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Posted 10/22/15 , edited 10/22/15

deadpanditto wrote:

Neuromancer by William Gibson
Snow Crash by Neal Stephenson


Two of my favorite books.


aljensen wrote:

A Canticle for Leibowitz by Walter Miller Jr.
This is more of a post-apocalyptic novel, but definitely has dystopian elements, particularly in the final section of the book. Absolute must read for any sci-fi fan. Miller wrote this book as an atonement for participating in the bombing of Monte Casino, a 1000 year old monastery, during WW2.

Also a very good book.
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25 / F / US
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Posted 10/28/15

I'll agree with Fahrenheit 451 and Brave New World, though the latter is about a utopia with some dystopian themes. Do Androids Dream of Electric Sheep? is an obvious must.
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28 / BLIPS AND CHITZ
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Posted 10/30/15 , edited 10/30/15
I've read....

A Clockwork Orange by Anthony Burgess
The Hunger Games by Suzanne Collins
The Chemical Garden by Lauren DeStefano
Brave New World by Aldous Huxley
Never Let Me Go by Kazuo Ishiguro
The Giver by Lois Lowry
Battle Royal by Koushun Takami
Uglies by Scott Westerfeld


I liked them all but I really have to recommend Never Let Me Go by Kazuo Ishiguro. It's a lot different from everything else on that list though. However, highly, highly recommend it. There's also a movie based on that book, which is actually good.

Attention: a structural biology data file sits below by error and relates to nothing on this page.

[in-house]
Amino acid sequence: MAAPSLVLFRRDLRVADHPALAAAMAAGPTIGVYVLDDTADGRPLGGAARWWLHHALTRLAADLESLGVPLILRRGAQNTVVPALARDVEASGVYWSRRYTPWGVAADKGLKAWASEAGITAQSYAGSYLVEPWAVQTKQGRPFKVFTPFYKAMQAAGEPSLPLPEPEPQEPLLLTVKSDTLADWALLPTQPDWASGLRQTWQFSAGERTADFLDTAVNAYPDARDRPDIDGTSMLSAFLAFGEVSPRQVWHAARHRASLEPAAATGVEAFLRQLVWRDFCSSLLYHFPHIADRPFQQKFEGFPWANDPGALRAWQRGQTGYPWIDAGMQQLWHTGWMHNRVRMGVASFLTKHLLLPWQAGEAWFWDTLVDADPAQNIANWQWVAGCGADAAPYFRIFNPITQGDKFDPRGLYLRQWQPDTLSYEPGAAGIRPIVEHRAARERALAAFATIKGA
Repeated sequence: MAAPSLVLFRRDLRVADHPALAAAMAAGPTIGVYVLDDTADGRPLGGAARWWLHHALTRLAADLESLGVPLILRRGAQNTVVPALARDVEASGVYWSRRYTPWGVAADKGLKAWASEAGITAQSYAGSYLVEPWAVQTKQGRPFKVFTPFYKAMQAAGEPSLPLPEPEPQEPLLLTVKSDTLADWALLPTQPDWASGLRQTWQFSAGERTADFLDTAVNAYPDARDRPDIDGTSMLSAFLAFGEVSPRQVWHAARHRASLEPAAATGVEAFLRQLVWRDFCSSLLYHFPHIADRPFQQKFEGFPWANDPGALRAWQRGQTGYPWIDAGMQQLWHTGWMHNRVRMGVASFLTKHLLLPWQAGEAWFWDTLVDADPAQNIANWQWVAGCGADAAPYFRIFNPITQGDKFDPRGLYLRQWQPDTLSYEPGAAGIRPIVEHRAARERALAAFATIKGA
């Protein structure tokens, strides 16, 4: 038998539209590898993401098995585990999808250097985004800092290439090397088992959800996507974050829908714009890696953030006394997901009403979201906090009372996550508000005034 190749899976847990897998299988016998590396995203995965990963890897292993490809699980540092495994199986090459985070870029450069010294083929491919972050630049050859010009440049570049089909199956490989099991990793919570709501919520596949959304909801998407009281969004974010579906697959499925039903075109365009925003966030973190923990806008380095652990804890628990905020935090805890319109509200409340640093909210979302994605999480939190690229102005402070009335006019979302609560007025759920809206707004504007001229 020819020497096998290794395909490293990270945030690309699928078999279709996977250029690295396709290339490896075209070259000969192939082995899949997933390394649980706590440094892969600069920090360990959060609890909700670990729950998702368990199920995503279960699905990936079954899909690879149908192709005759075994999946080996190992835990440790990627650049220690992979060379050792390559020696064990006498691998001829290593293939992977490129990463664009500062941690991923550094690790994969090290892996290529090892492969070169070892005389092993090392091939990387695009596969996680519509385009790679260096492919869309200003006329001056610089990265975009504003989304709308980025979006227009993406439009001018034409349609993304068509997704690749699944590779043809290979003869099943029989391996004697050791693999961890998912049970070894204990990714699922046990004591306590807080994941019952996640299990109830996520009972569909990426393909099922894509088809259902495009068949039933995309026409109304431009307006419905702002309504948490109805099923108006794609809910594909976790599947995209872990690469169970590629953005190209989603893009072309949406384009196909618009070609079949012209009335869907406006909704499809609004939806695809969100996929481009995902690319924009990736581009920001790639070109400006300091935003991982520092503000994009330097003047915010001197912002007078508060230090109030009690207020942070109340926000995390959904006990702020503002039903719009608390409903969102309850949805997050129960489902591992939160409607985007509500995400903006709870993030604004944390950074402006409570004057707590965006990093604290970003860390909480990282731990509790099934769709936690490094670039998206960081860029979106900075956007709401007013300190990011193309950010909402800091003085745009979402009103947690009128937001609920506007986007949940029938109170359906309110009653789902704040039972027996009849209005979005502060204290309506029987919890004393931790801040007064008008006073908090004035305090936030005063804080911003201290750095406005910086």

Edit

I didn't include A Canticle for Leibowitz on my list because it is more post-apocalyptic than dystopian, however, since people are discussing it here I would definitely recommend reading that book anyway. It's great. And hilarious, however a dark sense of humour.
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Posted 11/19/15
Battle Royale is incredible and a must read!

I Have Waited, And You Have Come is also quite a good book. It's only short too.
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Posted 12/10/15
Ohh, has no one mentioned the Unwind series yet? They're a really good read! Not in the sense that Brave Now World and 1984 are, but a very interesting story. The characters work really well and the story is supported by real world news items that makes it a little more relatable.

In Unwind (by Neal Shusterman), a combination of factors have led to a world in which children can be "aborted" retroactively until they are 18. Their body parts/organs can then be sold so other people may use them.Though this may seem utterly unrealistic, Shusterman really makes it work by explaining in detail how the world has gotten to this point.

To have such a bizarre plot seem so realistic really made this an interesting read for me. It deals with a lot of interesting themes and speculation of what makes a person that person, and what happens if you receive, for example, a part of someone's brain. The Unwind series is finished and has four books.

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Posted 12/25/15
The Giver, The Uglies Series (my favorite dystopian series)
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37 / F / Portland, Oregon
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Posted 3/22/16
A few of my favorite dystopian reads include(I am a fan!):

Do Androids Dream of Electric Sheep-Philip K Dick
A Brave New World-Aldous Huxely
Fahrenheit 451-Ray Bradbury
The Handmaid's Tale-Margaret Atwood
The Road-Cormac McCarthy
Childhood's End-Arthur C Clarke
Pure-Julianna Baggott
The Hunger Games Trilogy-Suzanne Collins
The Giver-Lois Lowry
The Breeders-Katie French
*I would also maybe include Ender's Game by Orson Scott Card for the dystopian elements within.